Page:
When you get into stressful situations, you probably start to get a little irritated. Maybe you get angry. You might even snap! I haven’t always handled stress well. Sometimes I’ve been pretty bad at it.

Dealing with failure and conflict is part of being human.

In my baseball career, there was a lot of success. And there was a lot of failure! In fact, I succeeded so much at the end of my career because my early failures were so bad. Those failures taught me how to handle stress a little bit better.

Even when I got better at it, stress still presented a challenge. One season, when I was wth the Giants, I lost my temper during a game in Toronto. When I came out of the game I kicked some stuff, I punched a water cooler, and I kicked some chairs in the clubhouse. In other words, I did not handle it well at all.

It was humbling! I had to talk to some of my teammates, and I had to sit down with my manager. I had to tell them I was sorry, and that I knew I should have handled it better. We talked it out after the fact, and everything worked out in the end. But it wasn’t easy.

To humble yourself before athletes as an athlete, one who tries to carry himself with confidence (but not cockiness), is a real challenge. It’s a challenge in any situation to humble yourself and say, “I was wrong. That’s the truth, and I’m sorry.” A lot of guys can’t do that. But as Christian men, Godly men, that’s what we have to do.

You have to know that when you make a mistake, your first question should be, “How should I be like Jesus in this scenario? How can I share in the image of God?” You do it by apologizing, and asking for forgiveness from the people you affected.

I’ve learned to do that. I’ve learned to do it well! I did it through awareness. I maintain awareness of my true self as an image-bearer of God. And yet I remember that, in my flesh as a human being, I can fail. You have to accept that failure is part of being human.

There is strength in that. Part of our strength as Christian men and women is recognizing that we are human. We are going to make mistakes, and we have to apologize for them.

And that’s the easy part, because you also have to forgive yourself. That’s a huge challenge. To forgive ourselves, we have to overcome fear. Yes, fear is the obstacle!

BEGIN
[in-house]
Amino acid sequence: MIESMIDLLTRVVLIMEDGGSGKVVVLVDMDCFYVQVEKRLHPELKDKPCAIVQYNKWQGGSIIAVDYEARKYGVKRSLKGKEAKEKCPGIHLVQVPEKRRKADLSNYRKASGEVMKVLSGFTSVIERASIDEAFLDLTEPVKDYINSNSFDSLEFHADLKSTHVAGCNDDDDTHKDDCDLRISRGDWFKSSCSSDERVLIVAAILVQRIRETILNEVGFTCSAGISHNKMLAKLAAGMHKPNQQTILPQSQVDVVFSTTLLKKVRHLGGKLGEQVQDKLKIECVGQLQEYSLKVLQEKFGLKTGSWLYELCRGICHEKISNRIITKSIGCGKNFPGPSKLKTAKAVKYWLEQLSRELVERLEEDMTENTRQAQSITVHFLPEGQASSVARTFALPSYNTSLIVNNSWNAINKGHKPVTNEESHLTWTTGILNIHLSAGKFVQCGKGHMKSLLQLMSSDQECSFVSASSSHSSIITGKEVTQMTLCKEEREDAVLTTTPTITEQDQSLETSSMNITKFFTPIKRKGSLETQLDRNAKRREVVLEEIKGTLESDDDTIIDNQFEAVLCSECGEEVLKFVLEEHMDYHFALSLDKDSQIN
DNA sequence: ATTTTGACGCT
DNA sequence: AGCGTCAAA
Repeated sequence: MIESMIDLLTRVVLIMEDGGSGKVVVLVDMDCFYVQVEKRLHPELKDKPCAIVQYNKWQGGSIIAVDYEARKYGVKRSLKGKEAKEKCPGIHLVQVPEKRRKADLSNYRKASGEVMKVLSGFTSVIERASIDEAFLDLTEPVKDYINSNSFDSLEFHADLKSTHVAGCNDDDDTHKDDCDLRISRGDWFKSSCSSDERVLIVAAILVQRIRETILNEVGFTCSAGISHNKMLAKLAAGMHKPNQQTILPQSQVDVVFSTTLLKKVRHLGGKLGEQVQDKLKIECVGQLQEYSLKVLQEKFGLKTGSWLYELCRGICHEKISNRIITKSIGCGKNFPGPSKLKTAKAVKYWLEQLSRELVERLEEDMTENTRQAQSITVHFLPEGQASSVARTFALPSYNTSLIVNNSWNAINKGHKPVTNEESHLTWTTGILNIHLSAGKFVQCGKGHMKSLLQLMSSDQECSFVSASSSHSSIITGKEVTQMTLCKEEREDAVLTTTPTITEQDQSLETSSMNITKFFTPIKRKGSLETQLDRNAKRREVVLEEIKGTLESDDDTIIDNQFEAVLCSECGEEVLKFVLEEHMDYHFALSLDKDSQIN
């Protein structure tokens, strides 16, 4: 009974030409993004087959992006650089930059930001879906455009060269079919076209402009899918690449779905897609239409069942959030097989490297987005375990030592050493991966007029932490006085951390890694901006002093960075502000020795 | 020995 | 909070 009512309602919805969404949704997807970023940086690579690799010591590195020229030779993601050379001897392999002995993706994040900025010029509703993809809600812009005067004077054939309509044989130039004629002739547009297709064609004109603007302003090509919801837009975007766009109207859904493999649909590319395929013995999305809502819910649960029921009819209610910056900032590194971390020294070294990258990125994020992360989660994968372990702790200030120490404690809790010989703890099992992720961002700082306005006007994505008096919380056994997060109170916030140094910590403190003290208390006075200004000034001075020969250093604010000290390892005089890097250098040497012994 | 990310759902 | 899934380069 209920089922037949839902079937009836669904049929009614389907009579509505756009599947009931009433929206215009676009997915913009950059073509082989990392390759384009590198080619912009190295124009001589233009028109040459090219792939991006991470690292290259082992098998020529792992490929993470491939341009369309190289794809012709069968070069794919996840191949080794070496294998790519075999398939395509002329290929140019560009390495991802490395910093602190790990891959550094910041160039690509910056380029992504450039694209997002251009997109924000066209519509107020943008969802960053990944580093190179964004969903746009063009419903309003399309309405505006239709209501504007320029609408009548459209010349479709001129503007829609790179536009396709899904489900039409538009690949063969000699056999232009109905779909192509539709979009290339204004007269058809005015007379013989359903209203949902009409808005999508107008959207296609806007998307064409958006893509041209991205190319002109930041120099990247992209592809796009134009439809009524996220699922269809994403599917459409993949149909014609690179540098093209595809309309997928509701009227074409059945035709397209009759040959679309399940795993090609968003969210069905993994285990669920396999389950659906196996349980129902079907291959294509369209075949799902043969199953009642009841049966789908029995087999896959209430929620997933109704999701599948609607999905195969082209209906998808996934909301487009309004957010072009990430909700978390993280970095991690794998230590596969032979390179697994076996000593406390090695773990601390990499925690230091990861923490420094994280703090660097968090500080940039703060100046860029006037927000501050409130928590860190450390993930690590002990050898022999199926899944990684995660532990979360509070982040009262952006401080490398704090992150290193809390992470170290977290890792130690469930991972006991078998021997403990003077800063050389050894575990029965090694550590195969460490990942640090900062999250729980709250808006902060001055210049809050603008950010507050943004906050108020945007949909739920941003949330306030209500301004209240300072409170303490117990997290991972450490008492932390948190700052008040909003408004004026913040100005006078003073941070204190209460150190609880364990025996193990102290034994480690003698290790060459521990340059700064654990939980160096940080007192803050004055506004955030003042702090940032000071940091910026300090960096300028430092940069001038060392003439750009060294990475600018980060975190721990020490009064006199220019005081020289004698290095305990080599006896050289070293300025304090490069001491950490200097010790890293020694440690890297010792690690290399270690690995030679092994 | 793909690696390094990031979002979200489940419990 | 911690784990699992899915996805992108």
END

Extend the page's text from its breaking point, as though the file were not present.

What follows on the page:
The fear goes something like this: “If I forgive myself for something I did, and then I let it go, then I’ll forget how bad it was and I’ll do it again.”

Sound familiar? We have a hard time forgiving ourselves. We think we need to live in the guilt. We think that as long as we live in the guilt, we won’t repeat our mistakes. It’s our way of saying, “As long as I can feel the sting, I won’t make that mistake again.”

Trust me, this is the hard way to do things. And it’s not what God wants.

Once you’ve been forgiven, it’s time to move on. You don’t need to live in the memory. You don’t need the sting to keep yourself on track. You’ve humbled yourself and asked for forgiveness. You’ve handled your mistakes directly and with humility. You’ve learned. You’ve become a better person. That’s growth. You can let it go!

The people around you forget about it, and that’s your affirmation. That’s Jesus, reflecting back to you!

So don’t hold onto that sting. Trust in that forgiveness.

You have no condemnation now, because of what Jesus did on the cross. You’ve been forgiven by the King of Kings! And if He can forgive you, then it’s okay. Forgive yourself.

See you Tuesday.

When the Pastor Sins

I’ve been writing lately on the identity of the Christian. In God’s eyes, you are holy and righteous. Will there be times when you are weak? Yes, of course! Your flesh is your flesh. Your flesh is on your person. You can’t get away from it.

The church needs to quit trying to tell people that they can get away from the weaknesses of the flesh. We can’t do it! You know what? Neither can the pastor. That guy up there on the podium can’t avoid the flesh. He tells his congregation to quit doing something, but he has issues too. He might even have more issues, because he’s on a stage.

Forgive each otherAnd a lot of times, he has no accountability. No one’s checking on him. He’s the pastor! So when his sin is exposed, everybody is so shocked. “Oh no! Our pastor had an affair! How could he do that to his church?”

Why is everyone so shocked when this happens? I think it’s because the pastor has spent years teaching his congregation to avoid the sins of the flesh. He has made them think that he avoids sin all the time.

But he’s a man! He is a flesh-and-blood man! He’s a man that grew attracted to someone other than his spouse. And he probably didn’t do things with accountability. He was probably meeting with women in his office for counseling, and one of them was drawn to him. Maybe he was feeling disconnected from his wife and his marriage. Everyone goes through that. Then he made the kind of decision that a man who has flesh makes.